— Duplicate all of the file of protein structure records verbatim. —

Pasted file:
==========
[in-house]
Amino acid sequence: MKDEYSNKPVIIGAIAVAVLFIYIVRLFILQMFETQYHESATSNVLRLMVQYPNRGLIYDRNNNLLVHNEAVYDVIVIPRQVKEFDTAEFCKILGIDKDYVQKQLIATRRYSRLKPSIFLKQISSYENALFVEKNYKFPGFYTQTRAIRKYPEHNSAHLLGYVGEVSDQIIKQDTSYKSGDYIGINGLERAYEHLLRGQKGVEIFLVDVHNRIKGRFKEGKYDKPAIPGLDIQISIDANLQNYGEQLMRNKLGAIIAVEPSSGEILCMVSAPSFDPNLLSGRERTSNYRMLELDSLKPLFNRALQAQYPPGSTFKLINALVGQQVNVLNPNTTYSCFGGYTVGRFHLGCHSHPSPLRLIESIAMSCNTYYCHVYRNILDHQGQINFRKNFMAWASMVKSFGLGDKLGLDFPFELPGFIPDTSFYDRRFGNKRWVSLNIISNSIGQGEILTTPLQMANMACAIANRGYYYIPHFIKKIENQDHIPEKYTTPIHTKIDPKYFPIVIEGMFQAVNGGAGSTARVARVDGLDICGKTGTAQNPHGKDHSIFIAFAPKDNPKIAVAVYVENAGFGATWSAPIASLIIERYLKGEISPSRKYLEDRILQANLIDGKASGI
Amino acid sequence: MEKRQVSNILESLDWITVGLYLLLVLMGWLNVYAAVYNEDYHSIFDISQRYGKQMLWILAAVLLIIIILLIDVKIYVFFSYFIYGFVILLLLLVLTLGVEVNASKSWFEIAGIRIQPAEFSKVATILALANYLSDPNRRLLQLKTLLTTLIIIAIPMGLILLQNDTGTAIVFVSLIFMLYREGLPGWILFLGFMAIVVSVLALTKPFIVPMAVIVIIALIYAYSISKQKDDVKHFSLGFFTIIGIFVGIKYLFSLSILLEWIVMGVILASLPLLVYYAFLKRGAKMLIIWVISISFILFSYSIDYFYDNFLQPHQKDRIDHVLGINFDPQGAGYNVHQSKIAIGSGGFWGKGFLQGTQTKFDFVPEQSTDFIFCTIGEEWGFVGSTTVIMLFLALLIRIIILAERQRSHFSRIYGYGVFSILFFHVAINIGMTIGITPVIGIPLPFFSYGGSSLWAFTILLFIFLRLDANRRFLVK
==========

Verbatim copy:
[in-house]
Amino acid sequence: MKDEYSNKPVIIGAIAVAVLFIYIVRLFILQMFETQYHESATSNVLRLMVQYPNRGLIYDRNNNLLVHNEAVYDVIVIPRQVKEFDTAEFCKILGIDKDYVQKQLIATRRYSRLKPSIFLKQISSYENALFVEKNYKFPGFYTQTRAIRKYPEHNSAHLLGYVGEVSDQIIKQDTSYKSGDYIGINGLERAYEHLLRGQKGVEIFLVDVHNRIKGRFKEGKYDKPAIPGLDIQISIDANLQNYGEQLMRNKLGAIIAVEPSSGEILCMVSAPSFDPNLLSGRERTSNYRMLELDSLKPLFNRALQAQYPPGSTFKLINALVGQQVNVLNPNTTYSCFGGYTVGRFHLGCHSHPSPLRLIESIAMSCNTYYCHVYRNILDHQGQINFRKNFMAWASMVKSFGLGDKLGLDFPFELPGFIPDTSFYDRRFGNKRWVSLNIISNSIGQGEILTTPLQMANMACAIANRGYYYIPHFIKKIENQDHIPEKYTTPIHTKIDPKYFPIVIEGMFQAVNGGAGSTARVARVDGLDICGKTGTAQNPHGKDHSIFIAFAPKDNPKIAVAVYVENAGFGATWSAPIASLIIERYLKGEISPSRKYLEDRILQANLIDGKASGI
Amino acid sequence: MEKRQVSNILESLDWITVGLYLLLVLMGWLNVYAAVYNEDYHSIFDISQRYGKQMLWILAAVLLIIIILLIDVKIYVFFSYFIYGFVILLLLLVLTLGVEVNASKSWFEIAGIRIQPAEFSKVATILALANYLSDPNRRLLQLKTLLTTLIIIAIPMGLILLQNDTGTAIVFVSLIFMLYREGLPGWILFLGFMAIVVSVLALTKPFIVPMAVIVIIALIYAYSISKQKDDVKHFSLGFFTIIGIFVGIKYLFSLSILLEWIVMGVILASLPLLVYYAFLKRGAKMLIIWVISISFILFSYSIDYFYDNFLQPHQKDRIDHVLGINFDPQGAGYNVHQSKIAIGSGGFWGKGFLQGTQTKFDFVPEQSTDFIFCTIGEEWGFVGSTTVIMLFLALLIRIIILAERQRSHFSRIYGYGVFSILFFHVAINIGMTIGITPVIGIPLPFFSYGGSSLWAFTILLFIFLRLDANRRFLVK